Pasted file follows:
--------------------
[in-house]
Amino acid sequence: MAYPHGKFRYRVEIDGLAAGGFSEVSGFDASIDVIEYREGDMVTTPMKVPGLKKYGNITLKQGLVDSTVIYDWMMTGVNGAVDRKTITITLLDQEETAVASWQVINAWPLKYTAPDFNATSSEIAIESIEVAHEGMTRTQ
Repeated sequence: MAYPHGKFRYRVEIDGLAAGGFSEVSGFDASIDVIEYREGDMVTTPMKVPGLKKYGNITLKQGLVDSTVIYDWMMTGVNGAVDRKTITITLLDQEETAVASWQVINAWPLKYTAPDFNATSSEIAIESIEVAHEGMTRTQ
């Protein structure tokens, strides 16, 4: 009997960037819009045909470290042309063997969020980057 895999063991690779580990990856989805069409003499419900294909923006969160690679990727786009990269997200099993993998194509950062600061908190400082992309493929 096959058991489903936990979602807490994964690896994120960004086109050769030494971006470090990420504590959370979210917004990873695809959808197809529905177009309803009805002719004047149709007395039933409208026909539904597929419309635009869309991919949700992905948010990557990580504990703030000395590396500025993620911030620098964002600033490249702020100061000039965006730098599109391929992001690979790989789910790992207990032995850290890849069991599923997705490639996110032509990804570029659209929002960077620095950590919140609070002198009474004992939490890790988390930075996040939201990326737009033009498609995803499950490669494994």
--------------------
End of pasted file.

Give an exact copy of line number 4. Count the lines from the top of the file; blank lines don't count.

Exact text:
């Protein structure tokens, strides 16, 4: 009997960037819009045909470290042309063997969020980057 895999063991690779580990990856989805069409003499419900294909923006969160690679990727786009990269997200099993993998194509950062600061908190400082992309493929 096959058991489903936990979602807490994964690896994120960004086109050769030494971006470090990420504590959370979210917004990873695809959808197809529905177009309803009805002719004047149709007395039933409208026909539904597929419309635009869309991919949700992905948010990557990580504990703030000395590396500025993620911030620098964002600033490249702020100061000039965006730098599109391929992001690979790989789910790992207990032995850290890849069991599923997705490639996110032509990804570029659209929002960077620095950590919140609070002198009474004992939490890790988390930075996040939201990326737009033009498609995803499950490669494994």